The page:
The Phase 2 Altitude study is an open-label, randomized, controlled, dose-escalation evaluation of RGX-314, evaluating the efficacy, safety, and tolerability of suprachoroidal delivery of RGX-314 in patients with moderately severe/severe non-proliferative diabetic retinopathy or mild proliferative diabetic retinopathy.
A gene therapy evaluated for diabetic retinopathy (DR), RGX-314 (REGENXBIO), may provide sustained clinical outcomes for treating DR. A major advantage is that this treatment can be administered once into the suprachoroidal space in an office setting, which markedly reduces the treatment burden, according to Dr Mark Barakat, Director of Retinal Research Institute, Retinal Consultants of Arizona, Clinical Assistant Professor of Ophthalmology, University of Arizona College of Medicine in Phoenix.
The Phase 2 Altitude study, an open-label, randomized, controlled, dose-escalation evaluation of RGX-314. It was conducted at 18 retina practices nationally and evaluated the efficacy, safety, and tolerability of suprachoroidal delivery of RGX-314 using the SCS Microinjector (Clearside Biomedical) in patients with moderately severe/severe non-proliferative diabetic retinopathy (NPDR) or mild PDR.
Using this treatment, an adeno-associated virus 8 vector delivers a transgene for a soluble anti-vascular endothelial growth factor (VEGF) fab which is designed to provide continuous anti-VEGF therapy.
The Altitude Study had 3 arms. In cohort 1, 20 patients received RGX-314 at a dose level of 2.5x1011 genomic copies/eye (GC/eye) versus observational control at a 3:1 ratio; cohort 2 was comprised of 20 patients who received RGX-314 at an increased dose level of 5x1011 GC/eye versus an observational control at a 3:1 ratio; and cohort 3 included 20 patients who were neutralizing antibody-positive and received RGX-314 at the same dose as cohort 2.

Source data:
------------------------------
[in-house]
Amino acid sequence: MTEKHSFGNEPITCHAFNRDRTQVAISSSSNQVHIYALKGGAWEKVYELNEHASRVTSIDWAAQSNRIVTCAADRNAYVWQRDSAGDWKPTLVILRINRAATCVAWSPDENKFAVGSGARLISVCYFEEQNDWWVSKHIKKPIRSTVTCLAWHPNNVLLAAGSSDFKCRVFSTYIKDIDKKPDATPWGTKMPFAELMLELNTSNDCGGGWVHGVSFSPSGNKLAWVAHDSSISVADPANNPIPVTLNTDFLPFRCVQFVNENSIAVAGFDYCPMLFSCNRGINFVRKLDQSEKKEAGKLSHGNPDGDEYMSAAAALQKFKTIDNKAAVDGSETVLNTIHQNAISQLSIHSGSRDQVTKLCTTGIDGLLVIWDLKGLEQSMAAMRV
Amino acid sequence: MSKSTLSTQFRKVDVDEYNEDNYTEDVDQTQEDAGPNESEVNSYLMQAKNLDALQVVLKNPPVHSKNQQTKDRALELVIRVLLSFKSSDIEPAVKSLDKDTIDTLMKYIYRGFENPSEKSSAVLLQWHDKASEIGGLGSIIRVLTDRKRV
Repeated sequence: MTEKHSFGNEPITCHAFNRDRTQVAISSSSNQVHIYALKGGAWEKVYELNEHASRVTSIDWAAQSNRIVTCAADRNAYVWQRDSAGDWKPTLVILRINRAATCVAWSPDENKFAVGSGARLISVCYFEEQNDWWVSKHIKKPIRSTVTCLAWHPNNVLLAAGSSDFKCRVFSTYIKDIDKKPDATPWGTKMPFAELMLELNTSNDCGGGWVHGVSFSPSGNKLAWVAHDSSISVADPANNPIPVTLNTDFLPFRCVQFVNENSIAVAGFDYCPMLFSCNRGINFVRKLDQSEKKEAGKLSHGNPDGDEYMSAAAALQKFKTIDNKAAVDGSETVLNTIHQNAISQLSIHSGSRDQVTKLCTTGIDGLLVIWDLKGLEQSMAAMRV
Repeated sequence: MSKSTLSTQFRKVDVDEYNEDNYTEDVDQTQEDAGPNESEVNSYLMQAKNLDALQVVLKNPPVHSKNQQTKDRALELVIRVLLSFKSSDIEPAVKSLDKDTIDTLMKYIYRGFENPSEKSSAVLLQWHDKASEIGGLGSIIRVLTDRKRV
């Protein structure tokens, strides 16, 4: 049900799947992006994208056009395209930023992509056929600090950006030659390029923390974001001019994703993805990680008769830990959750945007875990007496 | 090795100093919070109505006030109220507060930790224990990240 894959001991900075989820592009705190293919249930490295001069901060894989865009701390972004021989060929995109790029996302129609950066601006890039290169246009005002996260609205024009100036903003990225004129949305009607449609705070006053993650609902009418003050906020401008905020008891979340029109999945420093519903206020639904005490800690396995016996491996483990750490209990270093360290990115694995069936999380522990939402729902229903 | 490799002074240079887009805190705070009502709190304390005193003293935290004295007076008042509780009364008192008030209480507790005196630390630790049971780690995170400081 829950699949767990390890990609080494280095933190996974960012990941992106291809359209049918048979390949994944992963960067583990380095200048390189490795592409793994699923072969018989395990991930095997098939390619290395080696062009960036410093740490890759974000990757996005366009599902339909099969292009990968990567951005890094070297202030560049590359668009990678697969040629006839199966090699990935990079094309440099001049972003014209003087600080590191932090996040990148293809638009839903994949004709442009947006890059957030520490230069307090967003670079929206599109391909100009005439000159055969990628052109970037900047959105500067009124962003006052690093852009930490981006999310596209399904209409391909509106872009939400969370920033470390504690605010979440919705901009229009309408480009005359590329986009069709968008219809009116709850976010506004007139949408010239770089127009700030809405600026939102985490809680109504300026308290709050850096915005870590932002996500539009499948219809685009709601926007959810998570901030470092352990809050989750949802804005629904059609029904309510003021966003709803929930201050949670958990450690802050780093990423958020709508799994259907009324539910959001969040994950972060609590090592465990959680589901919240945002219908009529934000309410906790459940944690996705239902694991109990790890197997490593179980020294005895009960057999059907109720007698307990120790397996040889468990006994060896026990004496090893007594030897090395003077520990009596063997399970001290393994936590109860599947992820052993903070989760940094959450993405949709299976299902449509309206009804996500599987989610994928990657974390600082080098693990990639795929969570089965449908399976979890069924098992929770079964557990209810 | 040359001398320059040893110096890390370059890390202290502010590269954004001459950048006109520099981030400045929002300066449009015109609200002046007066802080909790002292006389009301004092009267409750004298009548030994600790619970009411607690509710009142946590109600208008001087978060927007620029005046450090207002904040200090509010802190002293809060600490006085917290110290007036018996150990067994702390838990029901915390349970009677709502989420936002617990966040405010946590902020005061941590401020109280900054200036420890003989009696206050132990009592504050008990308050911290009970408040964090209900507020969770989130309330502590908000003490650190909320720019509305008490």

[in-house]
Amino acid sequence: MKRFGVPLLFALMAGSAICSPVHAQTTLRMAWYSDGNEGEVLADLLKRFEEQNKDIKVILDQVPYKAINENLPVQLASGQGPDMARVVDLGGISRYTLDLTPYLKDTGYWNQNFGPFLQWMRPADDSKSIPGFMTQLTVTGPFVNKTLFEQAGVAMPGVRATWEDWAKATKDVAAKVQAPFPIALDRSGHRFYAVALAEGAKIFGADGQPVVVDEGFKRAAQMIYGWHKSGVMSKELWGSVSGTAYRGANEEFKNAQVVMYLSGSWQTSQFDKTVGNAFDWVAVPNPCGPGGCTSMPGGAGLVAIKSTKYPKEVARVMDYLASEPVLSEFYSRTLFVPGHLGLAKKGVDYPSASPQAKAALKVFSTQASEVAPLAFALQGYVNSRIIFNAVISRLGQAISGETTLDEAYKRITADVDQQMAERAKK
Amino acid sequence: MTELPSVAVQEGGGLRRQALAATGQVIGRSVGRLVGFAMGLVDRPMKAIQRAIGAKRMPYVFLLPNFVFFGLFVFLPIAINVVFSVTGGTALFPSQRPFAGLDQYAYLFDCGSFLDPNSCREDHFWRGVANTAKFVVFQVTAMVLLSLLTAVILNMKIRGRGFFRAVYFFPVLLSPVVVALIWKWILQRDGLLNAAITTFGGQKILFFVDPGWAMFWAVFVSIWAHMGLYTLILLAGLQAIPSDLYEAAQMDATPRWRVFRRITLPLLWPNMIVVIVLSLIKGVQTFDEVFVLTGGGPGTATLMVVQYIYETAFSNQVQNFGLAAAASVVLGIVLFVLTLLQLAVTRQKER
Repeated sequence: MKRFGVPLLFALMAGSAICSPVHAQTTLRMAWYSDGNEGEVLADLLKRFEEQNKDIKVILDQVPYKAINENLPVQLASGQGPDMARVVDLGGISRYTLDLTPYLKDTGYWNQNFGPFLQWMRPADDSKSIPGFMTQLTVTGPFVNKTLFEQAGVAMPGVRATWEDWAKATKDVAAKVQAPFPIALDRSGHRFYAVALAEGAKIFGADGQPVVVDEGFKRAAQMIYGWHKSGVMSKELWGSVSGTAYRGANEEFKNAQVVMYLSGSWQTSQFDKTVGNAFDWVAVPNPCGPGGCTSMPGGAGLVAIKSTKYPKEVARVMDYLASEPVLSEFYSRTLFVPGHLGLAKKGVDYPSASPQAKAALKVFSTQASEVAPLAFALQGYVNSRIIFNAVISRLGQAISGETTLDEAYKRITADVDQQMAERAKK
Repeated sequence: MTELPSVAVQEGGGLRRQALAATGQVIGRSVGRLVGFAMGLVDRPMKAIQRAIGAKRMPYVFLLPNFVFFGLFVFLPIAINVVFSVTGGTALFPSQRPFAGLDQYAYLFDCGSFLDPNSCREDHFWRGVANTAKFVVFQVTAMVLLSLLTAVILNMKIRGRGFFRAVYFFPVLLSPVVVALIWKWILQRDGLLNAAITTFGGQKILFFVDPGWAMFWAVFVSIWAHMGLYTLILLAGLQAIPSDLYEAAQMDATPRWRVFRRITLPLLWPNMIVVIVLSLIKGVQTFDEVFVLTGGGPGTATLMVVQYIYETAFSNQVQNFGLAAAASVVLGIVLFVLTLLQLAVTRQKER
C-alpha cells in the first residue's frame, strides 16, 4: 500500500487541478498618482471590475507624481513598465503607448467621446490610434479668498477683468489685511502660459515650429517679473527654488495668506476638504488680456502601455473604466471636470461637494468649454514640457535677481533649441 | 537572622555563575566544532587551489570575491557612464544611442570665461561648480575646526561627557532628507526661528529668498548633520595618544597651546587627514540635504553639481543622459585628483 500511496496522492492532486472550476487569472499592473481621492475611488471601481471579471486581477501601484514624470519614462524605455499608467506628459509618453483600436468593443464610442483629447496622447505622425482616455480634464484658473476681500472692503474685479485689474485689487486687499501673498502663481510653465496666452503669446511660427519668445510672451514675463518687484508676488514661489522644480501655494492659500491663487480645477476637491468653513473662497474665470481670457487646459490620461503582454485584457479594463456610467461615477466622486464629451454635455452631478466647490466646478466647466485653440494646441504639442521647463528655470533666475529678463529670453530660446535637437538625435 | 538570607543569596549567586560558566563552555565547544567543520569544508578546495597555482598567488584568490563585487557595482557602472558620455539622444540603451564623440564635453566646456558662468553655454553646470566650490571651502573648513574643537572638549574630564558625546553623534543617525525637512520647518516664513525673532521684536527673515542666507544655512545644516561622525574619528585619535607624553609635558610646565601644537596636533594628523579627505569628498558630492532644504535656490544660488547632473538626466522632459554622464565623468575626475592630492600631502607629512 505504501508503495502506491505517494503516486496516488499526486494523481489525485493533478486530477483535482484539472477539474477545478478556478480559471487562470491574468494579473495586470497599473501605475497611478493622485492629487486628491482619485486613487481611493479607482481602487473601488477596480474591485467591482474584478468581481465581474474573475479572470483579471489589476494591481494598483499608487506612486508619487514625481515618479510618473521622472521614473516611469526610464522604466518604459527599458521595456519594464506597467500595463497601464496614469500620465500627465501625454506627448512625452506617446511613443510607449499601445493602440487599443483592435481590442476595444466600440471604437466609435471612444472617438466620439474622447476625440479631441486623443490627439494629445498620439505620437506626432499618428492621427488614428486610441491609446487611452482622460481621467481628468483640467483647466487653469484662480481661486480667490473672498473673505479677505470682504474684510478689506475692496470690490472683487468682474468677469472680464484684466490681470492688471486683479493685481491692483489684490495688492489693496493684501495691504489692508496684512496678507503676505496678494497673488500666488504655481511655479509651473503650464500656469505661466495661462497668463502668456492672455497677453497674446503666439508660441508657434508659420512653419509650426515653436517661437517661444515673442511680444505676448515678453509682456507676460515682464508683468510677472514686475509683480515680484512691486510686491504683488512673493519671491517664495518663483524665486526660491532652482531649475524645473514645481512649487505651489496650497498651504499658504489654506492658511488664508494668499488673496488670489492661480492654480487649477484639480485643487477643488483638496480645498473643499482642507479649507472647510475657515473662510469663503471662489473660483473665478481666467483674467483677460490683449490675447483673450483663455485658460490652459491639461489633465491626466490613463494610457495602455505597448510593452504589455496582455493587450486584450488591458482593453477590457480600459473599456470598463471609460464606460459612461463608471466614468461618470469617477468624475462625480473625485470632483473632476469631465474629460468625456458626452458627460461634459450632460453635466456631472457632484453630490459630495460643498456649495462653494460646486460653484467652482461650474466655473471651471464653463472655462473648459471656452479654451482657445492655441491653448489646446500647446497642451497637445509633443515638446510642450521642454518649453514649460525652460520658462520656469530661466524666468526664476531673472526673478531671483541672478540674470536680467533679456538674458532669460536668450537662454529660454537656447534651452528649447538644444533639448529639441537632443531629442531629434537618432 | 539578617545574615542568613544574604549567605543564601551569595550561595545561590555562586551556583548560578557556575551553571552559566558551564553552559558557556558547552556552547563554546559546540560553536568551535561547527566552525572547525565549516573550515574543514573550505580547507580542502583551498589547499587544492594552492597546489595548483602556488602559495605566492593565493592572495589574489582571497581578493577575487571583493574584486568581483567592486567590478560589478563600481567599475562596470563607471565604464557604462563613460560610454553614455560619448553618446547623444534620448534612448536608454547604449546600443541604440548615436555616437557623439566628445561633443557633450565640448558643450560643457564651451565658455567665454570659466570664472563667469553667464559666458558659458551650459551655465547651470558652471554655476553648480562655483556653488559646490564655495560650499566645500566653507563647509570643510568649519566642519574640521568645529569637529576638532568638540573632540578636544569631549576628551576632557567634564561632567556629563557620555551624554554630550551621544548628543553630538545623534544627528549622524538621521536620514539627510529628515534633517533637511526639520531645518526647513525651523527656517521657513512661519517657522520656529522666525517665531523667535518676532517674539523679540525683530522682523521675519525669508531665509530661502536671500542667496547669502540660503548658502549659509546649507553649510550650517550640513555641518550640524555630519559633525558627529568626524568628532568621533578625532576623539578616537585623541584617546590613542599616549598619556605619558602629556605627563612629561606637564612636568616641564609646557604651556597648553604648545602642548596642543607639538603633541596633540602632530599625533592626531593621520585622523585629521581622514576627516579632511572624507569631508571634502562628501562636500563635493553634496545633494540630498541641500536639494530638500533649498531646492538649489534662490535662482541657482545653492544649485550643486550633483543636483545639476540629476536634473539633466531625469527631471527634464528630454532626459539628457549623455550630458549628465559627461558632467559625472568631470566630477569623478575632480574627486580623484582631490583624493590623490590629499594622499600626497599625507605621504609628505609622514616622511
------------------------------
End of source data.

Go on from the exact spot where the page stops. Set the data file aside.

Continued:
The primary outcome was the proportion of eyes with 2-step improvement in the diabetic retinopathy severity scale score (DRSS) at 48 weeks; the secondary outcomes include safety and development and intervention of diabetic retinopathy-related complications.
In cohort 1, RGX-314 was generally well tolerated in 15 patients. Two unrelated serious adverse events were reported, 1 case of mild episcleritis resolved with topical treatment, and no intraocular inflammation was developed.
Adverse effects were mostly mild and conjunctival haemorrhage and conjunctival hyperaemia.
Seven of the 15 patients (47%) had an improved DRSS score of 2-steps or more compared with baseline at 6 months, compared to none of 5 patients (0%) in the observational control group.
In the 7 patients with NPDR (DRSS 47-53) at baseline, 4 (57%) demonstrated a 2-step or greater improvement at 6 months.
Barakat concluded, “With these encouraging results from cohort 1, we are anxiously awaiting results from cohorts 2 and 3.RGX-314 has the potential to provide sustained clinical outcomes for treating diabetic retinopathy with a one-time treatment administered in-office. This treatment could deliver advantages over conventional treatments that may require repeated, life-long intraocular injections to prevent disease progression.”